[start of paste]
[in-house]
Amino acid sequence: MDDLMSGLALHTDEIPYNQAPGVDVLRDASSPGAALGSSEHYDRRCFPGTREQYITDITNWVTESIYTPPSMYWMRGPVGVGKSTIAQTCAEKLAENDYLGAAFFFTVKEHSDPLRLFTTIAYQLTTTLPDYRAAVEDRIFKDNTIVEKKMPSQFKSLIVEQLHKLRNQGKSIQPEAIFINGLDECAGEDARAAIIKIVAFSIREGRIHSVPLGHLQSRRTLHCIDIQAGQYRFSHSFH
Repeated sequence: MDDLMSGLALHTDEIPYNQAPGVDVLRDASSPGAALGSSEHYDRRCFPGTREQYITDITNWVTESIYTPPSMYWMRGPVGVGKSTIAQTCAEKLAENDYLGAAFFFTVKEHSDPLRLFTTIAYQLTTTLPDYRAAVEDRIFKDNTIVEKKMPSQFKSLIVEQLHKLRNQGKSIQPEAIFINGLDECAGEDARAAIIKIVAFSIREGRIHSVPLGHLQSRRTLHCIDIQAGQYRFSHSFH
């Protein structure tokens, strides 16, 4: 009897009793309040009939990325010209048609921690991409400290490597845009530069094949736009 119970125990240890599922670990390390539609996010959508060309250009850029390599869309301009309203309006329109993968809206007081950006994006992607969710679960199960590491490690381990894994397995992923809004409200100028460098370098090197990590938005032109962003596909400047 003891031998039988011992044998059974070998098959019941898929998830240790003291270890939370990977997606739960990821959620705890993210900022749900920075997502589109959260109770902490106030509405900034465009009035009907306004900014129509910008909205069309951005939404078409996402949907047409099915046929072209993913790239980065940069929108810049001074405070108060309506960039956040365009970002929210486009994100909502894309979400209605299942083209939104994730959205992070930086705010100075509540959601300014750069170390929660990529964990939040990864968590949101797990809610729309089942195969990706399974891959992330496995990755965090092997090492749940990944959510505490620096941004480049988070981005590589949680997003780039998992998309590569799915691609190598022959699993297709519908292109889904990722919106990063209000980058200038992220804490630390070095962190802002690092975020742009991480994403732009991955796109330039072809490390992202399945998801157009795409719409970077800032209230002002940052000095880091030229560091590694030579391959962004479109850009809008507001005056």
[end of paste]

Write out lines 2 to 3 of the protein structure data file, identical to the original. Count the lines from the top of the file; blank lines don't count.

Amino acid sequence: MDDLMSGLALHTDEIPYNQAPGVDVLRDASSPGAALGSSEHYDRRCFPGTREQYITDITNWVTESIYTPPSMYWMRGPVGVGKSTIAQTCAEKLAENDYLGAAFFFTVKEHSDPLRLFTTIAYQLTTTLPDYRAAVEDRIFKDNTIVEKKMPSQFKSLIVEQLHKLRNQGKSIQPEAIFINGLDECAGEDARAAIIKIVAFSIREGRIHSVPLGHLQSRRTLHCIDIQAGQYRFSHSFH
Repeated sequence: MDDLMSGLALHTDEIPYNQAPGVDVLRDASSPGAALGSSEHYDRRCFPGTREQYITDITNWVTESIYTPPSMYWMRGPVGVGKSTIAQTCAEKLAENDYLGAAFFFTVKEHSDPLRLFTTIAYQLTTTLPDYRAAVEDRIFKDNTIVEKKMPSQFKSLIVEQLHKLRNQGKSIQPEAIFINGLDECAGEDARAAIIKIVAFSIREGRIHSVPLGHLQSRRTLHCIDIQAGQYRFSHSFH